Drinking too Much Alcohol Kills Six Americans Everyday
An average of six Americans die from drinking too much alcoholic drinks every day and a total of 2,220 individuals die of fatal intoxication annually, according to the U.S. Centers for Disease Control and Prevention (CDC).
Alcohol poisoning mostly occurs among people who indulge in binge drinking. CDC reports that middle-aged white males are more prone to alcohol poisoning.
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"It was surprising that the number of deaths was so concentrated among middle-age adults," said Dr. Robert Brewer, head of alcohol program at CDC.
From 2010 to 2012, the fatality record due to alcohol poisoning was highest in age brackets of those from 35 to 64-years-old. The death rate was higher for men aged 45 to 54.
The report also noted that alcohol poisoning is high among American Indians/Alaska Natives. Alaska has the most number of alcohol poisoning deaths per million people. Alabama has the least number of deaths.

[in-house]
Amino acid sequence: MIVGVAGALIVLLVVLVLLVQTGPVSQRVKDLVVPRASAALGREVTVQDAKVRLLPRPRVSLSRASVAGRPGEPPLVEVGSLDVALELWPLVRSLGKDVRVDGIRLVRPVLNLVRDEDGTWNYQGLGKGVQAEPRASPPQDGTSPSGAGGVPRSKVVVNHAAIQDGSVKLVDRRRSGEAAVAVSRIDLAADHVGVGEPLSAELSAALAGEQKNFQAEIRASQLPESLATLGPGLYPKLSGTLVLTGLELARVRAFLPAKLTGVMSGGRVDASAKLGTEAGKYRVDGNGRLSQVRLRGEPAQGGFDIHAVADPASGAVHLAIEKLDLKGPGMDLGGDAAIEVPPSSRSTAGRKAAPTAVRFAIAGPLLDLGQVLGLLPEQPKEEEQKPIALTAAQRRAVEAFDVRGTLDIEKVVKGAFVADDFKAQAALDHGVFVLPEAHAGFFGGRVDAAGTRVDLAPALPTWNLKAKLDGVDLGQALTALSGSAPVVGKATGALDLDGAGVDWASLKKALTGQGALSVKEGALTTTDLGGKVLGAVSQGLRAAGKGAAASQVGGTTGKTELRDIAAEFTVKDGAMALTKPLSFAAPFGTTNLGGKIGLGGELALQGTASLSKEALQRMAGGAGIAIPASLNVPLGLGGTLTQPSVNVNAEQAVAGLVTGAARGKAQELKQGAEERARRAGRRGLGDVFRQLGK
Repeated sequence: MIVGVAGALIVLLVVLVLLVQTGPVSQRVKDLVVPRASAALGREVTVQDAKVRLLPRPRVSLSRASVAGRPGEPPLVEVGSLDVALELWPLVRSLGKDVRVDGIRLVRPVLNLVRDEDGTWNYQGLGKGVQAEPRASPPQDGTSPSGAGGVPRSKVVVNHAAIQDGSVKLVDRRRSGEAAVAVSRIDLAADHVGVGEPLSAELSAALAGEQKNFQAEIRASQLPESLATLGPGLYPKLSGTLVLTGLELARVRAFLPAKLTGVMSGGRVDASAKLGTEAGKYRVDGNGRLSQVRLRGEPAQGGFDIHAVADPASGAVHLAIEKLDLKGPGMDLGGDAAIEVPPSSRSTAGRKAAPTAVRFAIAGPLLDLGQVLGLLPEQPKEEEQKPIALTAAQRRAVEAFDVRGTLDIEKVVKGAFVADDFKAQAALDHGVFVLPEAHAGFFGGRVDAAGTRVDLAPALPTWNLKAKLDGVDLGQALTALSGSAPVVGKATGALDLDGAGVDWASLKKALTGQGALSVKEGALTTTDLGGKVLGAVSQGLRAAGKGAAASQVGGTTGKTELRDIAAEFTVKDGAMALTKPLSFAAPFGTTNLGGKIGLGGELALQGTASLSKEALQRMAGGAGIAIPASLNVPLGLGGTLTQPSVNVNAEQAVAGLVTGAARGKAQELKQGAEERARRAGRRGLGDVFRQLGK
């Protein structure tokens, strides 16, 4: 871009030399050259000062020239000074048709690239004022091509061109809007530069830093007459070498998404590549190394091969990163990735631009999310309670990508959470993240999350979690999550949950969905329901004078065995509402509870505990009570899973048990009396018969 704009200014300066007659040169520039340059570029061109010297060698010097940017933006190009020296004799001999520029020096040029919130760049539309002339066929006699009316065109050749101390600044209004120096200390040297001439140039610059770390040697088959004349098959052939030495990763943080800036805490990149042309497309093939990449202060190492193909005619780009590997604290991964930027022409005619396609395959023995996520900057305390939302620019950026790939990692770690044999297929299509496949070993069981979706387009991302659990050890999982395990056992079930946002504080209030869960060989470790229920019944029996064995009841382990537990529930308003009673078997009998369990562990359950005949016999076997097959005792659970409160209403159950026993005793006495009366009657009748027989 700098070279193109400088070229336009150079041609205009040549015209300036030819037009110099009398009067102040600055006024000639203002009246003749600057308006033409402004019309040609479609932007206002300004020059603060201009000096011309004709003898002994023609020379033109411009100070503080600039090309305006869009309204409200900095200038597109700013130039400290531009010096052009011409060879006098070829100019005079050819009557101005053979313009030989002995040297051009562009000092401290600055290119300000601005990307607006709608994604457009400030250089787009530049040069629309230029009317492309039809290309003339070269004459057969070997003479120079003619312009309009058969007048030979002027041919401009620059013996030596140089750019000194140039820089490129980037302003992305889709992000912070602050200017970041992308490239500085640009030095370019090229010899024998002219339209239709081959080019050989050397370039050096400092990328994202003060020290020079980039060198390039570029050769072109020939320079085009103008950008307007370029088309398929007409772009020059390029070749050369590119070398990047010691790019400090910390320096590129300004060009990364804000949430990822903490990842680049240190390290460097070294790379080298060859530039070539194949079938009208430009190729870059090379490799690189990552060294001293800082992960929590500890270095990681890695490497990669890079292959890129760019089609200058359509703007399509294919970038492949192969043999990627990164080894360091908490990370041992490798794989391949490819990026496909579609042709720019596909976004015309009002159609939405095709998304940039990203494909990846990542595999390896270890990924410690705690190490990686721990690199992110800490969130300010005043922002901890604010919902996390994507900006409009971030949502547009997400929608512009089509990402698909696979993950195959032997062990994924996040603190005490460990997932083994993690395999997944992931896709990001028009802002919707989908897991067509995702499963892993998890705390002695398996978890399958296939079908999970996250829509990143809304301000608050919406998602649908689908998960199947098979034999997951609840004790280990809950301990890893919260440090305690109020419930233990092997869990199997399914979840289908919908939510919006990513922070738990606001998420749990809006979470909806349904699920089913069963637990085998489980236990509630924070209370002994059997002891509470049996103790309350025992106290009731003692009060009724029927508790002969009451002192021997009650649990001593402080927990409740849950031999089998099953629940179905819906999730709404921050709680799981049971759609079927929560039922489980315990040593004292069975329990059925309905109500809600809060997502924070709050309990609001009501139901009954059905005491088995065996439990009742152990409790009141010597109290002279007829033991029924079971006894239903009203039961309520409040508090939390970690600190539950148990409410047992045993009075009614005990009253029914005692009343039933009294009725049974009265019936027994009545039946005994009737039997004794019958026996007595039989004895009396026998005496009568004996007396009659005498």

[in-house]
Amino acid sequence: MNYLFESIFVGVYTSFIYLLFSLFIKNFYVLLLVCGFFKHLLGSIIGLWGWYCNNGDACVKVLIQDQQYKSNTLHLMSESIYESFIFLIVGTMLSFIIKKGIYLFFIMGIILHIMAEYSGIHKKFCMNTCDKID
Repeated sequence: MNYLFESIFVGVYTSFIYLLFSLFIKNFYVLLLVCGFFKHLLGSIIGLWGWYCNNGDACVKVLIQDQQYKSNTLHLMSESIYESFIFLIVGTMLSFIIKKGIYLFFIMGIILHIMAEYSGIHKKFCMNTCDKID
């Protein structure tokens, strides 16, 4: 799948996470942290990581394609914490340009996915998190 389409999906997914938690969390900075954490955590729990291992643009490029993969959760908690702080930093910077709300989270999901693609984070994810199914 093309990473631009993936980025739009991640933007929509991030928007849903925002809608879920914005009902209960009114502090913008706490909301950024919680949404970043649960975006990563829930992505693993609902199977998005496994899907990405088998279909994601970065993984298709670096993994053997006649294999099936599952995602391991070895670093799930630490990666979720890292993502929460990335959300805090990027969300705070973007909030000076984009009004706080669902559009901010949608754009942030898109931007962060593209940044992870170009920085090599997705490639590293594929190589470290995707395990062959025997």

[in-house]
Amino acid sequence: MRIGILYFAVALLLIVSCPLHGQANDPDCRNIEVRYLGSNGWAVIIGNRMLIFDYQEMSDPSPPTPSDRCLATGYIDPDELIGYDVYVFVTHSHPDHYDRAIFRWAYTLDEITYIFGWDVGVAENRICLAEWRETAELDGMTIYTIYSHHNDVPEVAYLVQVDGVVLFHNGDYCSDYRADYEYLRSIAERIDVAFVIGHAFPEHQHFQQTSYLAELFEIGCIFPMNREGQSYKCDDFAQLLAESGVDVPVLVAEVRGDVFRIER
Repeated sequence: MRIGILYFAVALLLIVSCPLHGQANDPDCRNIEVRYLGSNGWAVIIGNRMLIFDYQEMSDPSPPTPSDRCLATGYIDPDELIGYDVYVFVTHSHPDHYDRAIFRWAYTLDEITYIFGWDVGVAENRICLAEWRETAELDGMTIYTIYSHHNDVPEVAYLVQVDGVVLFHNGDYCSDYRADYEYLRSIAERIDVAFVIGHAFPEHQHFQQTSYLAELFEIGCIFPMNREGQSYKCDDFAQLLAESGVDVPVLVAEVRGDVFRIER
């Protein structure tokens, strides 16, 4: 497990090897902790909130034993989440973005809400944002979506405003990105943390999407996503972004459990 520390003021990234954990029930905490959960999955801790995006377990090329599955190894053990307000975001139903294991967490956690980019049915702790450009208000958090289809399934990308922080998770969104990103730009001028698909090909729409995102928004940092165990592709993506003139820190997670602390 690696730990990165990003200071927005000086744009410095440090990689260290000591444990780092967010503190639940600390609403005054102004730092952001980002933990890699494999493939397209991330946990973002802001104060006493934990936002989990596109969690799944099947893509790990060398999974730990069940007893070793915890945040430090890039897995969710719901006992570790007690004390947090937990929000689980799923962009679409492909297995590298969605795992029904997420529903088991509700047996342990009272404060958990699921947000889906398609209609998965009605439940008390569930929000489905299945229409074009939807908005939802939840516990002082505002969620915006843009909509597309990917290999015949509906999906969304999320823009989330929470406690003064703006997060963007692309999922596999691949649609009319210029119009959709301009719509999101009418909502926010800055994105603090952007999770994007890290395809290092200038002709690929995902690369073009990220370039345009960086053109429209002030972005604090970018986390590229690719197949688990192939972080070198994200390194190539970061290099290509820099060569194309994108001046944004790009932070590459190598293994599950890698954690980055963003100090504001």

Some 30 percent of people who died are considered alcoholics. Based on data recorded in 2006, alcohol related cases and accidents cost around US$223.5 billion.
Ileana Arias, deputy director of CDC and responsible of issuing the report, said CDC needs to craft policies and effective programs that will help prevent binge drinking.
It's very important to be "moderate" when it comes to alcohol intake, which means that one drink a day is enough for women and two drinks enough for men.
Arias added that binge drinking is a serious and critical health problem the nation currently faces.